Hydrometer, London, England, 1850-1920

Made:
1850-1920 in London

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Science Museum Group Collection
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Glass hydrometer in case, by Peter Jones and Munday, London

A hydrometer measures the ratio of a specific liquid to water. For example, it assesses how much alcohol is in spirits and how much sugar is dissolved in urine. These are measured by assessing the density of the liquid. Urine was one of the first substances analysed by chemists in the 1800s. This is because it showed obvious changes when diseases were present. One such disease was diabetes. It had long been recognised some people’s urine was sweet-smelling. A chemical test estimated the amount of sugar present. The test used a saccharometer, which is a hydrometer calibrated specifically for sugar. The glass cylindrical hydrometer with mercury-filled bulb is placed in the liquid. The hydrometer sinks to a certain point. This is then read off the scale. The figure indicates the density of the liquid tested, be it urine, alcohol, milk or salt water.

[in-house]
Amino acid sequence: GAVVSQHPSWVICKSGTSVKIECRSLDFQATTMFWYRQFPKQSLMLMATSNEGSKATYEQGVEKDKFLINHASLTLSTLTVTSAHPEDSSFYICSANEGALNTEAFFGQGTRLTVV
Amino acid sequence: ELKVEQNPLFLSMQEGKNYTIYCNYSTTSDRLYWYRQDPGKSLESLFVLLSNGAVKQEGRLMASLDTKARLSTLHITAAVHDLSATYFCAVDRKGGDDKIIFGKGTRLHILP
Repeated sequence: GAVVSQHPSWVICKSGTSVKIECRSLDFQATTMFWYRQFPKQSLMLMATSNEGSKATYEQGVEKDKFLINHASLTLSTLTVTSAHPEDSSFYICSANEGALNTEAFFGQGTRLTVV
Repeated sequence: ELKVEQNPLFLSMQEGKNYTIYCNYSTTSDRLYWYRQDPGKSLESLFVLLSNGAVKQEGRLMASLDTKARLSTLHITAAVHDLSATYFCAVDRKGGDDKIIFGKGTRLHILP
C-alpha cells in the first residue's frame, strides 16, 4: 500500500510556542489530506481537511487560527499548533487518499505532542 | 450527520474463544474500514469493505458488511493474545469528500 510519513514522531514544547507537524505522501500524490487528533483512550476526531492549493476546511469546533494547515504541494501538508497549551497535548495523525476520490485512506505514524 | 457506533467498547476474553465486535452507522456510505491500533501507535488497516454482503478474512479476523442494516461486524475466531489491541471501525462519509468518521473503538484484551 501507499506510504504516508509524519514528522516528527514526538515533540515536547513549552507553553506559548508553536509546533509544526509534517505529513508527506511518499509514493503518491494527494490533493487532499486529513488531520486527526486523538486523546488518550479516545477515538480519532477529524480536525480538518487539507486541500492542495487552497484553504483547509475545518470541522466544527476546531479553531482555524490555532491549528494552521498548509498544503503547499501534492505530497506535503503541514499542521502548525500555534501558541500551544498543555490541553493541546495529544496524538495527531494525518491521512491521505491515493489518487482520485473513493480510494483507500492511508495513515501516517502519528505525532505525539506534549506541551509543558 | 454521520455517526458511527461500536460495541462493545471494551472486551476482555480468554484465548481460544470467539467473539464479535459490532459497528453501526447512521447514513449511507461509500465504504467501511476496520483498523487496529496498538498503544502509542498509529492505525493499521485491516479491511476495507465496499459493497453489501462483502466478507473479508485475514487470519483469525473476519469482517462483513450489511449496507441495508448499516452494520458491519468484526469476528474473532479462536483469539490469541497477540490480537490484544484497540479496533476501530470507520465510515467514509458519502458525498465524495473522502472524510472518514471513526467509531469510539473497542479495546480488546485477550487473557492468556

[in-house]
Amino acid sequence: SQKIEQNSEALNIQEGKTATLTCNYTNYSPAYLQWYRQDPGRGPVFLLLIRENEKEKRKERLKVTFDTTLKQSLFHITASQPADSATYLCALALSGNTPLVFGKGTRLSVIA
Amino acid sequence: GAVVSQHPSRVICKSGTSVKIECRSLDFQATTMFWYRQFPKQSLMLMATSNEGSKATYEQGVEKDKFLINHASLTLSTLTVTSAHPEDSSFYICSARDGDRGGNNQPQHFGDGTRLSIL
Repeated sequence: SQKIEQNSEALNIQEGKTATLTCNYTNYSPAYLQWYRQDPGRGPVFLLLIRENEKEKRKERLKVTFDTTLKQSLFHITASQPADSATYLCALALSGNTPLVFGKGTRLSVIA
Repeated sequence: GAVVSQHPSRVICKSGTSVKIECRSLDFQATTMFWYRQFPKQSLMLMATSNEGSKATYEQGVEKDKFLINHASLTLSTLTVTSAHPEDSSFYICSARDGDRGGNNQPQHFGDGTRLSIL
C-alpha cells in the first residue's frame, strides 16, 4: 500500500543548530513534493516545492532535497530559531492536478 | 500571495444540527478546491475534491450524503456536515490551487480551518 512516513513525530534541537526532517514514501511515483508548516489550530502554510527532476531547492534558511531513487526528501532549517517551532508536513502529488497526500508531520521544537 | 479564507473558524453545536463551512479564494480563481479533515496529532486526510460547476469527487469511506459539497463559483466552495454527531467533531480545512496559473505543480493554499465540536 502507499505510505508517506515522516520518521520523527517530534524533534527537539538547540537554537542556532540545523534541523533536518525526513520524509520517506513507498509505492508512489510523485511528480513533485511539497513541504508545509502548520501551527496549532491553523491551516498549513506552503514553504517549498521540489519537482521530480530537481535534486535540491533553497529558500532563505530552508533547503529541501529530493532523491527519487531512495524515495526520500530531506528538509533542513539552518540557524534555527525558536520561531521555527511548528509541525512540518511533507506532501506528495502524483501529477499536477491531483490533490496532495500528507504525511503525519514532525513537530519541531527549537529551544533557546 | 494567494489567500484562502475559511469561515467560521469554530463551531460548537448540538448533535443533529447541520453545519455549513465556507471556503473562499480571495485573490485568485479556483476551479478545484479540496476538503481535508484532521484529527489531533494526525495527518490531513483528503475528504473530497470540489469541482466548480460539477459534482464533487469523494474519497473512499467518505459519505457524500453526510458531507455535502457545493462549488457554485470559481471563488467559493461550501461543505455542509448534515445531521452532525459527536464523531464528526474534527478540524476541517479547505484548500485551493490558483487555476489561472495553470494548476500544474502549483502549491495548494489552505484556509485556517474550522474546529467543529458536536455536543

Details

Category:
Clinical Diagnosis
Object Number:
A600448
Materials:
case, tin, hydrometer, glass, hydrometer, mercury, hydrometer, plastic, scale
type:
hydrometer
taxonomy:
  • furnishing and equipment
  • measuring device - instrument
  • densimeter

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